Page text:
The Massachusetts legislature promised Governor Deval Patrick he’d get some action this month—on his long-delayed billion-dollar life sciences initiative, anyway—and it delivered right on Valentine’s Day. The House yesterday unveiled its version of the bill, which according to media reports is largely faithful to the one the Governor introduced in May.
Indeed, the 10-year, $1 billion House plan mirrors Patrick’s by earmarking half the money (in bonds) for capital projects, a quarter for research grants, and a quarter for targeted tax credits, according to the Boston Globe. But House Speaker Salvatore F. DiMasi “is seeking to put his own imprint on the life sciences plan with an array of narrowly targeted, regional spending initiatives that would benefit individual companies, communities, and University of Massachusetts campuses. Even roadbuilders, vocational high school students, and scientists in Israel get a piece,” wrote the Globe‘s Matt Viser.
Some such goodies include $12.6 million for an I-93 interchange near Wyeth Pharmaceuticals’ (NYSE: WYE) 1,800 person Andover campus and $12.9 million for water and sewage-treatment infrastructure improvements in Framingham (where Genzyme is expanding). And the University of Massachusetts is a big winner, getting a planned $95 million to build a life science center at its Amherst campus and $90 million to help build a center at the medical school campus in Worcester focused on genetic therapy and RNAi-based medicine.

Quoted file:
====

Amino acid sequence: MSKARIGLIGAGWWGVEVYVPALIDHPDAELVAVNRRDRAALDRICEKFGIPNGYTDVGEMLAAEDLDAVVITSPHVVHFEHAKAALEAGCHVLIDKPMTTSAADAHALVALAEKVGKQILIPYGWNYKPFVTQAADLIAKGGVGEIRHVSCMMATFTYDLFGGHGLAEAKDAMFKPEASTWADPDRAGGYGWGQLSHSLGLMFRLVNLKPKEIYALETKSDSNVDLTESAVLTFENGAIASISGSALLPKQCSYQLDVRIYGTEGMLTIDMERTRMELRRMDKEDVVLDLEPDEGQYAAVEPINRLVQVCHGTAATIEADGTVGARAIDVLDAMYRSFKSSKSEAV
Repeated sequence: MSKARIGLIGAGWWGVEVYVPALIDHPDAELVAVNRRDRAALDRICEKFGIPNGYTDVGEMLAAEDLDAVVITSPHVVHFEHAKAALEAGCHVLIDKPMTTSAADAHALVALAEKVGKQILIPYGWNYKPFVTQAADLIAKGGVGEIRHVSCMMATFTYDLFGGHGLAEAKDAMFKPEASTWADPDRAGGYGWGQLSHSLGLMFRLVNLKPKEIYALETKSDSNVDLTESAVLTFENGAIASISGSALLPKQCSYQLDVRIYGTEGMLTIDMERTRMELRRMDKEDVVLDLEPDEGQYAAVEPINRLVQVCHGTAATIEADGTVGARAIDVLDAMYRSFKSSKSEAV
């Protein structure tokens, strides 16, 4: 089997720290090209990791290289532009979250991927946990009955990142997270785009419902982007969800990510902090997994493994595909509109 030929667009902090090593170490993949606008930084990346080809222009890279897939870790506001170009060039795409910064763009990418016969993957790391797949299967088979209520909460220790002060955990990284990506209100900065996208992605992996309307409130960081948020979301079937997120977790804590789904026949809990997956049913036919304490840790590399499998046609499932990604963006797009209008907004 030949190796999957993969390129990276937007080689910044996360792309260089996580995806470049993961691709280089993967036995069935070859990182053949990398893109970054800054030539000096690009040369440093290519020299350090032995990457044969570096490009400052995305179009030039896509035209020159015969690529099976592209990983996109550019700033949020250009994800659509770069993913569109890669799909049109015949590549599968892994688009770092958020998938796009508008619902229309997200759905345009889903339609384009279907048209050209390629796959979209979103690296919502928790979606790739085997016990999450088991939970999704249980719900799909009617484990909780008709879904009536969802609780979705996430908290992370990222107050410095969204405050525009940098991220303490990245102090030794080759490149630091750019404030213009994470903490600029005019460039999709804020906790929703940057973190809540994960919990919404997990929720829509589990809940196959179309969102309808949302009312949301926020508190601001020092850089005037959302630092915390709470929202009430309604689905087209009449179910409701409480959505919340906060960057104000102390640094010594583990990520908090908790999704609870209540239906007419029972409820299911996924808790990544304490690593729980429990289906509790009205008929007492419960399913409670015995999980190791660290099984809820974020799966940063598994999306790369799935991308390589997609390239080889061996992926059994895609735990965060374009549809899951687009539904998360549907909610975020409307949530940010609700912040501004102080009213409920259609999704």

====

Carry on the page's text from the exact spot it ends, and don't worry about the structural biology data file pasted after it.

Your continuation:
Bolstering RNAi research, and helping to establish the Worcester center, have always been key parts of Patrick’s plan. Indeed, UMass Medical School professor Craig Mello—who shared a 2006 Nobel Prize for co-discovering RNAi, a technique for turning genes off—had written the Governor an eloquent letter explaining the vision behind the center just a few months before Patrick first announced his initiative in May at the BIO conference. At that time, Patrick earmarked $38 million for the RNAi center, which is projected to cost nearly $300 million overall.
The House is expected to vote on the bill by the end of the month.